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John SEAMAN

Rare Earths and Clean Energy: Analyzing China's Upper Hand

Note de l'Ifri, September 2010

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An ominous resource crunch in the so-called “rare earth elements” is now threatening the development of a number of key industries from energy to defense to consumer electronics. As key components in the latest generation of technologies, including specialized magnets for windmills and hybrid cars, lasers for range finders and “smart” munitions, and phosphors for LCD screens, demand for these rare metals is expected to grow rapidly in the years to come. But decades of underinvestment in the mining and separation of these elements across the globe has left the industry ill-prepared to meet this growing demand. Over the years, only China has recognized the strategic significance of these resources and has succeeded in gaining a near monopoly on production, currently churning out 97% of the world’s rare earth oxides. Faced with problems of its own, and eager to use its resource advantage to master higher levels of value-added production of rare earth-dependent products, China has increasingly limited the rest of the world’s access to these raw materials. This only complicates what was already projected to be a problematic resource shortage.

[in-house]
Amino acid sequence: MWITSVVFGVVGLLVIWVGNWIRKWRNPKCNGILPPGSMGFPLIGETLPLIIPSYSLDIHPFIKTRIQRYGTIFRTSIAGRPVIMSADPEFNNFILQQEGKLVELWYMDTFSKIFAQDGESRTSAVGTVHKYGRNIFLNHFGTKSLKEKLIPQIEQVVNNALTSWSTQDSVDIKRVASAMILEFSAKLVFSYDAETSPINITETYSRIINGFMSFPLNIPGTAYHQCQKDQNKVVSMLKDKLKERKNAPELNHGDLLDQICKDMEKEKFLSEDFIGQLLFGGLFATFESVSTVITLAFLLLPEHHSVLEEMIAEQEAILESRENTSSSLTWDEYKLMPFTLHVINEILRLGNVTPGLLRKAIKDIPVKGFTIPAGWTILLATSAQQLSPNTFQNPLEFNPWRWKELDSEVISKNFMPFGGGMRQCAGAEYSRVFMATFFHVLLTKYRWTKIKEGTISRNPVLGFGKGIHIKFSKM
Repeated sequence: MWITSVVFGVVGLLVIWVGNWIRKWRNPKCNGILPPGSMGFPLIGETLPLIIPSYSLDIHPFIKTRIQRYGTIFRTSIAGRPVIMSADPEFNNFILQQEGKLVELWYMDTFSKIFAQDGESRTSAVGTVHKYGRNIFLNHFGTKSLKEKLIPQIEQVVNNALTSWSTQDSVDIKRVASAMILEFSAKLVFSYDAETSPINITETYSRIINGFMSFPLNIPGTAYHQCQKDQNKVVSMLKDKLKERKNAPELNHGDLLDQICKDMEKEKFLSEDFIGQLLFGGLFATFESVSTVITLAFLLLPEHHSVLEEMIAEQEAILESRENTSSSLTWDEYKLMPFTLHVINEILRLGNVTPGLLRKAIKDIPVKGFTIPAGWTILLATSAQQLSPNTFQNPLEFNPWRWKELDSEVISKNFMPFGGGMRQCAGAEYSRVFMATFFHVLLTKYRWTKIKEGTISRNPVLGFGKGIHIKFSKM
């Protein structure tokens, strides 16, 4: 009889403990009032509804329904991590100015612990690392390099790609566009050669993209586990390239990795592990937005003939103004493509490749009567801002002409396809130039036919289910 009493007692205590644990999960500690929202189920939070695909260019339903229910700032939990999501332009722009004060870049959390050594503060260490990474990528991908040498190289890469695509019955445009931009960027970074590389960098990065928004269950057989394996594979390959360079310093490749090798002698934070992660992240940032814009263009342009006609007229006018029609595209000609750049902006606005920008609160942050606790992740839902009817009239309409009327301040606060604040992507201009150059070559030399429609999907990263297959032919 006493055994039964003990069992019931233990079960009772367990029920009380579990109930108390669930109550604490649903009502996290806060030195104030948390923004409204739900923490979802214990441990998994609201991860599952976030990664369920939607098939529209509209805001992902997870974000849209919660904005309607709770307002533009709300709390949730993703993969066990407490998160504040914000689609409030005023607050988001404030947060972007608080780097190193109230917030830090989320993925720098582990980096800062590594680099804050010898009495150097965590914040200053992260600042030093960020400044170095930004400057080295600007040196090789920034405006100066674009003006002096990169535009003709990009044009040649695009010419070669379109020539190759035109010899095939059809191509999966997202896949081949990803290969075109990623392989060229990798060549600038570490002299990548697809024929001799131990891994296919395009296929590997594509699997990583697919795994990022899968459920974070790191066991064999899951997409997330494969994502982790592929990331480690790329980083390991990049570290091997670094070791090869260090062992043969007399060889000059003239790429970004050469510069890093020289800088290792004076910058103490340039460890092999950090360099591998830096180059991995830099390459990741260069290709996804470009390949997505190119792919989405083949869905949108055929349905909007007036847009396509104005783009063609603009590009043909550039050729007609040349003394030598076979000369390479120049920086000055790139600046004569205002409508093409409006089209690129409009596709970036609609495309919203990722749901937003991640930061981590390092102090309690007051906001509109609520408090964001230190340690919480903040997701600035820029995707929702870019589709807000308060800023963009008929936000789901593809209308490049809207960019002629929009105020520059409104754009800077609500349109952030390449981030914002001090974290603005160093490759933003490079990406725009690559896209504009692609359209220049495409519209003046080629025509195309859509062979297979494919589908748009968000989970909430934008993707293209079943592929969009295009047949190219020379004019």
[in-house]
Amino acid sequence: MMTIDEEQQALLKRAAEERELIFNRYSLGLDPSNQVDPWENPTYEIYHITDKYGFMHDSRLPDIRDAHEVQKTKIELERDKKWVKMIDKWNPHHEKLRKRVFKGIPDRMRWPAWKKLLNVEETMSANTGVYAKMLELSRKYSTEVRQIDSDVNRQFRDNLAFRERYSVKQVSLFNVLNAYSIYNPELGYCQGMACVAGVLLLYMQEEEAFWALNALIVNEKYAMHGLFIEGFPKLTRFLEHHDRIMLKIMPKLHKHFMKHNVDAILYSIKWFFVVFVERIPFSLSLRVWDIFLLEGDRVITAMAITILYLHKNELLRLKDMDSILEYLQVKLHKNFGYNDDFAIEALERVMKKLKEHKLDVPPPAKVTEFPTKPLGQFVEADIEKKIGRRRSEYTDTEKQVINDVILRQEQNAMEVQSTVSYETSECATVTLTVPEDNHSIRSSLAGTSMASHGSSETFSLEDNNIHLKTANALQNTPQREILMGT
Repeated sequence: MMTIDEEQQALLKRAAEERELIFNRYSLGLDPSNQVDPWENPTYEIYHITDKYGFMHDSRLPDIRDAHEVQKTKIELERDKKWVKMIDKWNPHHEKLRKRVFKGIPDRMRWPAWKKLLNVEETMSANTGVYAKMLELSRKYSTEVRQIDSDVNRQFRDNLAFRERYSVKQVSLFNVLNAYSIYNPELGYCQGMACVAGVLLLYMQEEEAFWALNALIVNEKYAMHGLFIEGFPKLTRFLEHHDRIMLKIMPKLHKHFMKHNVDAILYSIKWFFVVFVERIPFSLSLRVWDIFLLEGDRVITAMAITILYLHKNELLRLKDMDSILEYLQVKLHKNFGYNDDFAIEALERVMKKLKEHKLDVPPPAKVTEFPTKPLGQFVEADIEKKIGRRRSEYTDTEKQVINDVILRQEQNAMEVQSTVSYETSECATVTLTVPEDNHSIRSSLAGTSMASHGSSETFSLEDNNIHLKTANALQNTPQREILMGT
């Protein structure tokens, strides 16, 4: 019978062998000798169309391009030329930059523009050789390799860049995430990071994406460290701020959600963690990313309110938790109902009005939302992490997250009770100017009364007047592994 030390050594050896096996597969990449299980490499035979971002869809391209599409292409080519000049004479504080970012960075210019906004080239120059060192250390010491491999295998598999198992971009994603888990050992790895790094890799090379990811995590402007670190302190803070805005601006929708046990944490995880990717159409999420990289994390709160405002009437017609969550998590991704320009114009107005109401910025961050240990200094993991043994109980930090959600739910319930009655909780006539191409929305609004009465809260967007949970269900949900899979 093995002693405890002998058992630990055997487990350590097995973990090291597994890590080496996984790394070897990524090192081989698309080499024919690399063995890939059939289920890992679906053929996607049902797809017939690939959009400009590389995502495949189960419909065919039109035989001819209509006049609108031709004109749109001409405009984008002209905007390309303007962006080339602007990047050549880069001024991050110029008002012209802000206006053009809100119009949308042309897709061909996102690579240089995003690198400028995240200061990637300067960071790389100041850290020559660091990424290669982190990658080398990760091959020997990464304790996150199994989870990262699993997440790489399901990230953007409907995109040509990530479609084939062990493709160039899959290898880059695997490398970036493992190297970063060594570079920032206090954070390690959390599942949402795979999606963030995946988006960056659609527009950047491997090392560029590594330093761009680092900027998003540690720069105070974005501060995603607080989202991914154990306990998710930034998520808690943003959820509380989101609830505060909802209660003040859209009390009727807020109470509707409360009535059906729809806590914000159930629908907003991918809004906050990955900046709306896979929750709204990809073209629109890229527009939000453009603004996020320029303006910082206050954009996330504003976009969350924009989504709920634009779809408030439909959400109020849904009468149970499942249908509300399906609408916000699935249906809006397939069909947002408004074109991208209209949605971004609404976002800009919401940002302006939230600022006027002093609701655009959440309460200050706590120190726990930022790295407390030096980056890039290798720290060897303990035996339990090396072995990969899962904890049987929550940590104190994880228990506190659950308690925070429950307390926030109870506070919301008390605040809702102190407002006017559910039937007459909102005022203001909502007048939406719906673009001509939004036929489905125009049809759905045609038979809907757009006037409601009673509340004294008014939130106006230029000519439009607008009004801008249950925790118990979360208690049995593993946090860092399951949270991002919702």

This issue demands a higher quality of public debate. Rare earth consuming countries outside of China have only recently become aware of their dependence and started to take stock of the risks. Time is of the essence.

Bringing new supplies online to meet growing demand is a long, complicated and risky process but is nevertheless necessary to ensure the development of high tech industries, notably clean energy. Accessible reserves of rare earths do exist outside of China and mitigating the effects of the looming shortage requires opening up these reserves to production. Yet, as the Chinese experience attests, there are substantial risks to the environment associated with mining and separating rare earths. Care must be taken to ensure responsible mining practices across the globe. Longer-term solutions, such as recycling programs, increased efficiency in resource use and the development of alternatives to rare earths are important endeavors and should be pursued, but they should not be substitutes for developing rare earth supplies outside of China today.

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